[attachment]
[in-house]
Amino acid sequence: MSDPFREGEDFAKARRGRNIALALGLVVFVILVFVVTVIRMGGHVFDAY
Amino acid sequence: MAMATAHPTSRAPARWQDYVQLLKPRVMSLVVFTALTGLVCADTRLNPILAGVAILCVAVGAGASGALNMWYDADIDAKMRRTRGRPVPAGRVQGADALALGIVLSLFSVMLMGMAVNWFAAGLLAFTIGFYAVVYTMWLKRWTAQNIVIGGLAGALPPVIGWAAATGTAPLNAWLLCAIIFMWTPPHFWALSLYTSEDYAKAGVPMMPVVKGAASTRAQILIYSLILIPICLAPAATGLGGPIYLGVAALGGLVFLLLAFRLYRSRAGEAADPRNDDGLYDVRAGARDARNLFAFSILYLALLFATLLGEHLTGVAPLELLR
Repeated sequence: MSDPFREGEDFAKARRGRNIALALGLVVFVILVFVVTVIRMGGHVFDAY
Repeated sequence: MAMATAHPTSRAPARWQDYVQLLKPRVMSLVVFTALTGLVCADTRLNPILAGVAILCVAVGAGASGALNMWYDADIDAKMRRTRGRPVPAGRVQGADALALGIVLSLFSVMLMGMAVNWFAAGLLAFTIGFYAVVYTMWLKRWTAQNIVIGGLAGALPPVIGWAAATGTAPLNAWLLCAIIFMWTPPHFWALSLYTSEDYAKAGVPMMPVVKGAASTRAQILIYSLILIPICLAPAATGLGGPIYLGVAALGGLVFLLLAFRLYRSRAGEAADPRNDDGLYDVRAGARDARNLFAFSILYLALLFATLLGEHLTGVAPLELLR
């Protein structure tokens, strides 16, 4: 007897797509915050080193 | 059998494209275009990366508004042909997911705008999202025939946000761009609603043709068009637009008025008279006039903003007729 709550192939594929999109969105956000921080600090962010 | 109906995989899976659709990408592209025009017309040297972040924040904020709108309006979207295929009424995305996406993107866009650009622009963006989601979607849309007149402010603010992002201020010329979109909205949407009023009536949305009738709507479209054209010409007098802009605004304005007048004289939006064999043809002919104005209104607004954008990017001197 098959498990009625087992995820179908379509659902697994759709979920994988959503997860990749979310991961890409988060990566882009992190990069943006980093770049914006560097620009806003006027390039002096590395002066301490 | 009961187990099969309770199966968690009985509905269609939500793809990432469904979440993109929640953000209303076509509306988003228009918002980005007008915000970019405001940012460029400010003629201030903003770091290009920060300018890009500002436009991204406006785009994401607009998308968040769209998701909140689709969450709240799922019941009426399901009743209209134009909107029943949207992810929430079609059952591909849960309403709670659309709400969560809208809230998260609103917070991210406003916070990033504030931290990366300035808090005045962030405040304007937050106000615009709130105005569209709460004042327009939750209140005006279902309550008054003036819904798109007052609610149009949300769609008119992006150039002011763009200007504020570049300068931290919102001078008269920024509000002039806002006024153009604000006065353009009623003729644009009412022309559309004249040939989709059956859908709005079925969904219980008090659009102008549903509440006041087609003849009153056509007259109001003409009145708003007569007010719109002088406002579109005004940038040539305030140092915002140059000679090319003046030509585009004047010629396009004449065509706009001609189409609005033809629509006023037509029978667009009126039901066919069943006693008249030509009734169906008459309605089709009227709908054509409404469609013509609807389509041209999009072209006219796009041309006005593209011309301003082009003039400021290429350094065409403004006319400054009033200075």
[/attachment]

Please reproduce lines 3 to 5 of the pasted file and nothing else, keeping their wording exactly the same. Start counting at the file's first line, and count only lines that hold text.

Amino acid sequence: MAMATAHPTSRAPARWQDYVQLLKPRVMSLVVFTALTGLVCADTRLNPILAGVAILCVAVGAGASGALNMWYDADIDAKMRRTRGRPVPAGRVQGADALALGIVLSLFSVMLMGMAVNWFAAGLLAFTIGFYAVVYTMWLKRWTAQNIVIGGLAGALPPVIGWAAATGTAPLNAWLLCAIIFMWTPPHFWALSLYTSEDYAKAGVPMMPVVKGAASTRAQILIYSLILIPICLAPAATGLGGPIYLGVAALGGLVFLLLAFRLYRSRAGEAADPRNDDGLYDVRAGARDARNLFAFSILYLALLFATLLGEHLTGVAPLELLR
Repeated sequence: MSDPFREGEDFAKARRGRNIALALGLVVFVILVFVVTVIRMGGHVFDAY
Repeated sequence: MAMATAHPTSRAPARWQDYVQLLKPRVMSLVVFTALTGLVCADTRLNPILAGVAILCVAVGAGASGALNMWYDADIDAKMRRTRGRPVPAGRVQGADALALGIVLSLFSVMLMGMAVNWFAAGLLAFTIGFYAVVYTMWLKRWTAQNIVIGGLAGALPPVIGWAAATGTAPLNAWLLCAIIFMWTPPHFWALSLYTSEDYAKAGVPMMPVVKGAASTRAQILIYSLILIPICLAPAATGLGGPIYLGVAALGGLVFLLLAFRLYRSRAGEAADPRNDDGLYDVRAGARDARNLFAFSILYLALLFATLLGEHLTGVAPLELLR